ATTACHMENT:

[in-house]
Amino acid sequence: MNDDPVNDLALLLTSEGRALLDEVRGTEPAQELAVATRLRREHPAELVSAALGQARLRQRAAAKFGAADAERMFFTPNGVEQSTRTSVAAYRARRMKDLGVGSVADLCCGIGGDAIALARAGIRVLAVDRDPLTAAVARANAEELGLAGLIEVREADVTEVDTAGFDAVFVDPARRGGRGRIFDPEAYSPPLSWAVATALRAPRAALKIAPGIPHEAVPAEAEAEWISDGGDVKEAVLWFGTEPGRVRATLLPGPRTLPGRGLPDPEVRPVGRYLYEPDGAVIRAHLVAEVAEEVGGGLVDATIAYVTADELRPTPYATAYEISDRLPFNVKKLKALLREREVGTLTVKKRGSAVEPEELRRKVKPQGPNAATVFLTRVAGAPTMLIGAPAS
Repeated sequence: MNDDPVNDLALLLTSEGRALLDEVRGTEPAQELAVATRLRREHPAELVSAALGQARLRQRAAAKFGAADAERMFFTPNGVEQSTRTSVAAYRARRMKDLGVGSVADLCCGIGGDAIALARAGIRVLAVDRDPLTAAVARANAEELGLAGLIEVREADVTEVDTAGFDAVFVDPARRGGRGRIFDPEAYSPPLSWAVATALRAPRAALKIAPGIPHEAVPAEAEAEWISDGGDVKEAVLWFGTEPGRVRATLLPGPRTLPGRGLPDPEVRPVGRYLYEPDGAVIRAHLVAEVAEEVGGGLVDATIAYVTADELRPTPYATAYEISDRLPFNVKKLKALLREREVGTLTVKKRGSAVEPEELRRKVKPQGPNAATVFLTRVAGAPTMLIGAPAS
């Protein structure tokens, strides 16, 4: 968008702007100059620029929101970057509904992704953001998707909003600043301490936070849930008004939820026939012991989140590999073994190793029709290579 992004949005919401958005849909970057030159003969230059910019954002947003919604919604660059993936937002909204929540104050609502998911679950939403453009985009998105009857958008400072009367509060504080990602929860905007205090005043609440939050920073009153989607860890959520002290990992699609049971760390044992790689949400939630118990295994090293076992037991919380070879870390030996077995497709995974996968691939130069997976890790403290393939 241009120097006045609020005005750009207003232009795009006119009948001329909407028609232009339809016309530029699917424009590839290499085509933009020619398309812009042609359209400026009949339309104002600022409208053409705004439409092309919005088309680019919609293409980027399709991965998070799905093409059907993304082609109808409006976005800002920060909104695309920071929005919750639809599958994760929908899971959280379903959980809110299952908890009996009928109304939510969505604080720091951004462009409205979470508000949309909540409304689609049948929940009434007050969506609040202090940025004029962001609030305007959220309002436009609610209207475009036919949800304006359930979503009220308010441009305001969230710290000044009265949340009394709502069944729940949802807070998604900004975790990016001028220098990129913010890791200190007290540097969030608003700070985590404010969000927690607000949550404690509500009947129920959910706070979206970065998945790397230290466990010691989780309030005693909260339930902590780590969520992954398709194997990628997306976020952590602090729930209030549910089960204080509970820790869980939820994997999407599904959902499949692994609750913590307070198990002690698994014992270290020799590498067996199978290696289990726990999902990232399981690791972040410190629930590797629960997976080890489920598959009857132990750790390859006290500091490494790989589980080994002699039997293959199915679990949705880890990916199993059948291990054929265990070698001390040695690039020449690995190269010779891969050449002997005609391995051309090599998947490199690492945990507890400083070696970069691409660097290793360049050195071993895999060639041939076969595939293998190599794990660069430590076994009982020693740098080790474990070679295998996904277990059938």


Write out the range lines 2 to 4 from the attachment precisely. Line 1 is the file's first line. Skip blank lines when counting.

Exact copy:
Amino acid sequence: MNDDPVNDLALLLTSEGRALLDEVRGTEPAQELAVATRLRREHPAELVSAALGQARLRQRAAAKFGAADAERMFFTPNGVEQSTRTSVAAYRARRMKDLGVGSVADLCCGIGGDAIALARAGIRVLAVDRDPLTAAVARANAEELGLAGLIEVREADVTEVDTAGFDAVFVDPARRGGRGRIFDPEAYSPPLSWAVATALRAPRAALKIAPGIPHEAVPAEAEAEWISDGGDVKEAVLWFGTEPGRVRATLLPGPRTLPGRGLPDPEVRPVGRYLYEPDGAVIRAHLVAEVAEEVGGGLVDATIAYVTADELRPTPYATAYEISDRLPFNVKKLKALLREREVGTLTVKKRGSAVEPEELRRKVKPQGPNAATVFLTRVAGAPTMLIGAPAS
Repeated sequence: MNDDPVNDLALLLTSEGRALLDEVRGTEPAQELAVATRLRREHPAELVSAALGQARLRQRAAAKFGAADAERMFFTPNGVEQSTRTSVAAYRARRMKDLGVGSVADLCCGIGGDAIALARAGIRVLAVDRDPLTAAVARANAEELGLAGLIEVREADVTEVDTAGFDAVFVDPARRGGRGRIFDPEAYSPPLSWAVATALRAPRAALKIAPGIPHEAVPAEAEAEWISDGGDVKEAVLWFGTEPGRVRATLLPGPRTLPGRGLPDPEVRPVGRYLYEPDGAVIRAHLVAEVAEEVGGGLVDATIAYVTADELRPTPYATAYEISDRLPFNVKKLKALLREREVGTLTVKKRGSAVEPEELRRKVKPQGPNAATVFLTRVAGAPTMLIGAPAS
């Protein structure tokens, strides 16, 4: 968008702007100059620029929101970057509904992704953001998707909003600043301490936070849930008004939820026939012991989140590999073994190793029709290579 992004949005919401958005849909970057030159003969230059910019954002947003919604919604660059993936937002909204929540104050609502998911679950939403453009985009998105009857958008400072009367509060504080990602929860905007205090005043609440939050920073009153989607860890959520002290990992699609049971760390044992790689949400939630118990295994090293076992037991919380070879870390030996077995497709995974996968691939130069997976890790403290393939 241009120097006045609020005005750009207003232009795009006119009948001329909407028609232009339809016309530029699917424009590839290499085509933009020619398309812009042609359209400026009949339309104002600022409208053409705004439409092309919005088309680019919609293409980027399709991965998070799905093409059907993304082609109808409006976005800002920060909104695309920071929005919750639809599958994760929908899971959280379903959980809110299952908890009996009928109304939510969505604080720091951004462009409205979470508000949309909540409304689609049948929940009434007050969506609040202090940025004029962001609030305007959220309002436009609610209207475009036919949800304006359930979503009220308010441009305001969230710290000044009265949340009394709502069944729940949802807070998604900004975790990016001028220098990129913010890791200190007290540097969030608003700070985590404010969000927690607000949550404690509500009947129920959910706070979206970065998945790397230290466990010691989780309030005693909260339930902590780590969520992954398709194997990628997306976020952590602090729930209030549910089960204080509970820790869980939820994997999407599904959902499949692994609750913590307070198990002690698994014992270290020799590498067996199978290696289990726990999902990232399981690791972040410190629930590797629960997976080890489920598959009857132990750790390859006290500091490494790989589980080994002699039997293959199915679990949705880890990916199993059948291990054929265990070698001390040695690039020449690995190269010779891969050449002997005609391995051309090599998947490199690492945990507890400083070696970069691409660097290793360049050195071993895999060639041939076969595939293998190599794990660069430590076994009982020693740098080790474990070679295998996904277990059938």